The Lapp, or Sami, people have inhabited Swedish Lapland since ancient times. Their area of settlement, known as "Sapmi," extends over the entire Scandinavian Arctic region and stretches along the mountain districts on both sides of the Swedish-Norwegian border down to the northernmost part of Dalarna. Approximately 15,000 to 17,000 Lapps live in Sweden alone.
Many Lapps maintain links to their ancient culture, whereas others have completely assimilated. Some 2,500 still lead the nomadic life of their ancestors, herding reindeer and wearing traditional multicolored dress.
The language of the Lapps belongs to the Finno-Ugric group. Approximately 75% of Lapps speak northern Sami, and a large part of their literature has been published in that language. (One of the classic works of Lapp literature is Johan Turi's Tale of the Lapps, first published in 1910.) As with all Arctic societies, oral storytelling has also played a prominent role in Lapp culture. Among Lapps, this oral tradition takes the form of yoiking, a type of singing. Scandinavian governments tried to suppress yoiking in the past, but it is now enjoying a renaissance.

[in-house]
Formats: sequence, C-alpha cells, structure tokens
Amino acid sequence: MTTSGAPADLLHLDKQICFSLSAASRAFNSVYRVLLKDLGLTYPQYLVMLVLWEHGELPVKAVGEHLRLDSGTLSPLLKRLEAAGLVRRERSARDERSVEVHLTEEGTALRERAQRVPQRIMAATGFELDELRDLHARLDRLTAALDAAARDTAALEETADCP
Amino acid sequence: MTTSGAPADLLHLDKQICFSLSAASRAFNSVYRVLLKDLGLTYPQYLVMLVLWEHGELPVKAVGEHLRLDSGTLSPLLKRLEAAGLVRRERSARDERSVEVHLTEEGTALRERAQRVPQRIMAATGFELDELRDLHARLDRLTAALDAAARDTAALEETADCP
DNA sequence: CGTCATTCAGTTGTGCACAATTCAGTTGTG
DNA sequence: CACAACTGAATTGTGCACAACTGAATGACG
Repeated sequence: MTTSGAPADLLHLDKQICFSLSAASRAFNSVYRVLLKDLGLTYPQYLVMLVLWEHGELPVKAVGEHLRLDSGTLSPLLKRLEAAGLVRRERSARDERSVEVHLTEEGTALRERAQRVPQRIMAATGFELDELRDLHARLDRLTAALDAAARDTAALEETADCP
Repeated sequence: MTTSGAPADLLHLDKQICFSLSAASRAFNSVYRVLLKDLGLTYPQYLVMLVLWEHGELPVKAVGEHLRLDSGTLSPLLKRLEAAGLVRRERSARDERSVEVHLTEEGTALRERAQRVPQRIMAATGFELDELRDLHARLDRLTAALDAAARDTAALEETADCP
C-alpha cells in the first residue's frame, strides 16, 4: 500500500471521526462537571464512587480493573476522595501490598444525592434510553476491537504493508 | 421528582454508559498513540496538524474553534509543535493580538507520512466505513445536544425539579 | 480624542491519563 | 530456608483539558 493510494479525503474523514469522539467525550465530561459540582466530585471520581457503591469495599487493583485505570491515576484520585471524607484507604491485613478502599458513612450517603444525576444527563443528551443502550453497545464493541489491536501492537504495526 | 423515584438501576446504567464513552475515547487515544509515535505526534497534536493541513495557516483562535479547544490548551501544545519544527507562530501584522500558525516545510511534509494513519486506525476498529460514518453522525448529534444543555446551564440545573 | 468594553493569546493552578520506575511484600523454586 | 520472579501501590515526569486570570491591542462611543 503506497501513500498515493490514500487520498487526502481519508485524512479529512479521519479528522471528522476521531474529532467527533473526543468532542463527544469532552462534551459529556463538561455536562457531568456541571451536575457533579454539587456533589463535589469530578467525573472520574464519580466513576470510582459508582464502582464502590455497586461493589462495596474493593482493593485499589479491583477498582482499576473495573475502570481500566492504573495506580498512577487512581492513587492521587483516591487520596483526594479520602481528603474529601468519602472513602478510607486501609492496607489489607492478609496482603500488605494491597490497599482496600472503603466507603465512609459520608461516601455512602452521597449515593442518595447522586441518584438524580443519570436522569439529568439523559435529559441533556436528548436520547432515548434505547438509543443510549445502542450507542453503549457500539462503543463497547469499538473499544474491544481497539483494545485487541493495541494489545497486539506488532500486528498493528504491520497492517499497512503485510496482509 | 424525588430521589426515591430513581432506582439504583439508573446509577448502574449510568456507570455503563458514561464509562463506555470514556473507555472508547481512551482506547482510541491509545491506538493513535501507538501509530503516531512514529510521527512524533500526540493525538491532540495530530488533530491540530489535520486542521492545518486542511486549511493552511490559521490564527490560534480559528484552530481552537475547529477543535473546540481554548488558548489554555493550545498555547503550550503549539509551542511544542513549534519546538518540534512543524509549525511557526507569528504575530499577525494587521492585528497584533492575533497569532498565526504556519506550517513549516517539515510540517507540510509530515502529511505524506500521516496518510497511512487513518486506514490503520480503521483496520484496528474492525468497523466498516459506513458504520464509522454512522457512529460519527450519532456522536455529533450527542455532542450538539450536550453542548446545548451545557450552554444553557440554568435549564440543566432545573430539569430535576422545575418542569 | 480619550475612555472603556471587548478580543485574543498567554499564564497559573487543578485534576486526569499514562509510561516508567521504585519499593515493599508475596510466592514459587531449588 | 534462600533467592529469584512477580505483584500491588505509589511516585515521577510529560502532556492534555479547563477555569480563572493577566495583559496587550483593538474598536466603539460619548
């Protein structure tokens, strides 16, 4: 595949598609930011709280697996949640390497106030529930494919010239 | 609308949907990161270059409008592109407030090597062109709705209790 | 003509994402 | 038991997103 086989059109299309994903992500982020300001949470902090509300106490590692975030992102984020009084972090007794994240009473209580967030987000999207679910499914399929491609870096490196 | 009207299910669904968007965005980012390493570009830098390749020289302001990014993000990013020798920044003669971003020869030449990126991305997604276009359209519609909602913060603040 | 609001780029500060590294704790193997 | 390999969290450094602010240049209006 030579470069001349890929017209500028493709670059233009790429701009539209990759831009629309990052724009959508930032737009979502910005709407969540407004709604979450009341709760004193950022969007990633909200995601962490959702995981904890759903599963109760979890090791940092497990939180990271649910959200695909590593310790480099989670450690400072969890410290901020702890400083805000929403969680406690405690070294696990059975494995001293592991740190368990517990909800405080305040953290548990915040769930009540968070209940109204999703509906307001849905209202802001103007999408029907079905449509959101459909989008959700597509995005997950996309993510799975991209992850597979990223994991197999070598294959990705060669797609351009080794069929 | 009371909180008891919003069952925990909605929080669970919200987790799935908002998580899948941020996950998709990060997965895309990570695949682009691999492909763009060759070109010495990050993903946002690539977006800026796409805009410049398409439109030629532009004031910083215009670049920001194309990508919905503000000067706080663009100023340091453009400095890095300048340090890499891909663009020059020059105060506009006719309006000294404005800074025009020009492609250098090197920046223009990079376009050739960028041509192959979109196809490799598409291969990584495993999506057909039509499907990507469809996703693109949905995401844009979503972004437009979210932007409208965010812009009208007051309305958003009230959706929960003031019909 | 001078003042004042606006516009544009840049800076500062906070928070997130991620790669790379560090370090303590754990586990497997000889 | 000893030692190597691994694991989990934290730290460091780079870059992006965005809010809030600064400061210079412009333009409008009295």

Handicrafts are important in the Lapp economy. Several craft designers have developed new forms of decorative art, producing a revival in Lapp handicraft tradition.
Many members of the Sami community feel that the term Lapp has negative connotations; as a result, it's gradually being replaced by the indigenous minority's own name for itself, Sábme, or with other dialect variations. Sami seems to be the most favored English translation of Lapp, and the word is used increasingly.
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